Hi Jessica,
      Thank you for the very thoughtful and constructive feedback. I appreciate the comment about how the advantages comment section may squamish some discussion about the disadvantages of digital textbooks. Here are some of the major disadvantages of digital textbooks:

      1) Dependant on a digital reader that works.
      2) Dependant on electrical power or batteries.
      3) Not as practical for teaching young children how to write neatly.
      4) May not be instantly available when it is desperately needed, such as a first aid book.
      5) May not be practical in some environments, such as on a canoe camping trip, or while trying to learn about woodcraft while hiking through a forest, or when outdoors during extreme weather conditions.
      6) May expire if a renewal fee is not paid.
      7) May be more expensive than a Dollar Store book or a yard sale book or a used book on Amazon.

      Also, a digital book contains pictures and illustrations then it will consume a lot more space than a pure 100% text digital book. Users need to consider storage space, etc.

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  7. sarka kubelikova

    I find this topic very relevant in today’s times. I am currently creating a digital resource for my students that is similar to a digital textbook with embedded hyper links to videos, quizzes class notes etc as our online school failed to provided all of the students with digital textbooks, due to the cost, however students in brick and mortar schools were still able to get hard copies of textbooks. Digital textbooks would also be a great benefit to special needs students, and can create greater accessibility for students if designed with that in mind as you mentioned in your post.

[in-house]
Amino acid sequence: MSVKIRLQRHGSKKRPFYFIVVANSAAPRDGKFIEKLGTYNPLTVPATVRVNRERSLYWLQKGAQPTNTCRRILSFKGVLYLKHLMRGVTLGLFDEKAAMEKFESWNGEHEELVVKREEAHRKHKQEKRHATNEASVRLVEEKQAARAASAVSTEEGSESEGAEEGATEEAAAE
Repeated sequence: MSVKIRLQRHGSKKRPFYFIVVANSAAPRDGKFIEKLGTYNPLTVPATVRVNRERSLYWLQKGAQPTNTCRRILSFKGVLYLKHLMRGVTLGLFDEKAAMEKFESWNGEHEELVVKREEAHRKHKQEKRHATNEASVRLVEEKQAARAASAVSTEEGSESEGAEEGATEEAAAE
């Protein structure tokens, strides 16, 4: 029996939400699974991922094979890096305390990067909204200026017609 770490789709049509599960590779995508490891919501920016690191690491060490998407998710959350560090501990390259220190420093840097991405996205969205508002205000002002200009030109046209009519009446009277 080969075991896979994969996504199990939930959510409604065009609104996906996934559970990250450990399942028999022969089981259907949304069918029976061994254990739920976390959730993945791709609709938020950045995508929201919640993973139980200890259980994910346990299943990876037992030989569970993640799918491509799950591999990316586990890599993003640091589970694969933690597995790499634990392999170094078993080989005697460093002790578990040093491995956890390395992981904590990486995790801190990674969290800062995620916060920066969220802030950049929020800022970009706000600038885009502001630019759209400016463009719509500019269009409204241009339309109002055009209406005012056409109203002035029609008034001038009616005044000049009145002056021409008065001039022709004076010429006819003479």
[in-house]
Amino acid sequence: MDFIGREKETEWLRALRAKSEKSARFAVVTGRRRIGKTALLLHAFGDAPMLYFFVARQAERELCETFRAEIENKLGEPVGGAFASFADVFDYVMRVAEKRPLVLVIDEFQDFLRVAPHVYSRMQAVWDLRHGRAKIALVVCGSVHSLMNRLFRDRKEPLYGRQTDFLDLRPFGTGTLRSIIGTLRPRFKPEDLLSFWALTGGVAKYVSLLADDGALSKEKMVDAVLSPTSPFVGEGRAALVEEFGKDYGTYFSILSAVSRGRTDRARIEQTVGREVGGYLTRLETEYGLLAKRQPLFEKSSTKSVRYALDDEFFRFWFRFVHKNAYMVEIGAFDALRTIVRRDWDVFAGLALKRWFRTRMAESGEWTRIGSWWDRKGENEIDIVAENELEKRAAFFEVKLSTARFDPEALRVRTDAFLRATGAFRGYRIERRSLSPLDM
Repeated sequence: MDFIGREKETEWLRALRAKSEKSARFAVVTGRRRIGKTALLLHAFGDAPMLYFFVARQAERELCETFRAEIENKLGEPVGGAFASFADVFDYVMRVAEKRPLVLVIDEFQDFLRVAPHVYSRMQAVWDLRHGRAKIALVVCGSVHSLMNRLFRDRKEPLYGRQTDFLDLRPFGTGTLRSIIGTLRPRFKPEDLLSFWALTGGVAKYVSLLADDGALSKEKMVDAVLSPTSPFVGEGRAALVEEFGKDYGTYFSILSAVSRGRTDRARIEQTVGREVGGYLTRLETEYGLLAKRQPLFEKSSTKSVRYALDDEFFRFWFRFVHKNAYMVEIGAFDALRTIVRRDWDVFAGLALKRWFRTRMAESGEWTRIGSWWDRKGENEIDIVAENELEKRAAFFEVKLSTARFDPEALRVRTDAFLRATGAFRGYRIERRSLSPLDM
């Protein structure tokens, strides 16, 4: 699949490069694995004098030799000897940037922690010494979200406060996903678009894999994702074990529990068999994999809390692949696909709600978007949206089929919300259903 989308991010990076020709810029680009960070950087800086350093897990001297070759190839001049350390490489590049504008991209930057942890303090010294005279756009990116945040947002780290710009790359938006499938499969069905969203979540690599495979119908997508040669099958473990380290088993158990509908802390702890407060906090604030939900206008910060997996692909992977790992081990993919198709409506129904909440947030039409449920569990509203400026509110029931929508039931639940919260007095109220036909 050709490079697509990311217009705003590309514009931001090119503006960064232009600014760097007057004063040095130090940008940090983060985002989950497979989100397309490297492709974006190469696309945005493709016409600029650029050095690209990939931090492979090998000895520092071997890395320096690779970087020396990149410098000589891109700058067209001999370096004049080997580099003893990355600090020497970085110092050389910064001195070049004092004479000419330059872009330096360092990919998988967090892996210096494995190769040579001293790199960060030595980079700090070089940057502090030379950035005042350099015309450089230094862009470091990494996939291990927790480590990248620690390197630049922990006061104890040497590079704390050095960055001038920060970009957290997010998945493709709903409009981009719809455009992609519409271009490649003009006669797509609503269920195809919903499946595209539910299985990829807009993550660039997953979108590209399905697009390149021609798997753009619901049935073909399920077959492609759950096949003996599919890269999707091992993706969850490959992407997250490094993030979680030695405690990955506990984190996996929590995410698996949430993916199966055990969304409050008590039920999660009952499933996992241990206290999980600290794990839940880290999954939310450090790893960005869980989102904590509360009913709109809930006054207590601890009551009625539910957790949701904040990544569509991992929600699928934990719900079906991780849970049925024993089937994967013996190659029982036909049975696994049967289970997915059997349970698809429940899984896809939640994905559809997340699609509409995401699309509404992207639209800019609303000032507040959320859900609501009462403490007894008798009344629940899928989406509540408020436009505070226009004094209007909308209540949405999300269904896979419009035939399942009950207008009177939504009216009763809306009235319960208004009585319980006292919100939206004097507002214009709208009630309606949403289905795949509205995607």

Your lay out was easy to follow, and I like the research support to why digital textbooks can be a positive influence in the K-12 learning environments.

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    1. raafa abdulla

      Thank you Sarka.
      I am currently trying to create my digital textbook with one note. So far, I am sharing only class notes and some voice records. I am planning next year to have a “page” for each student in our “book” where I can assign classwork and see students workings at the same time. I can also correct and give feedback on their work from my device. So far, I am getting positive feedback from students. They like to have access to class notes at any time.

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    2. tara davis

      Thank you, Sarka,
      To add to the points you made about the positive influence digital textbooks can have to K-12 public education, here are some additional advantages: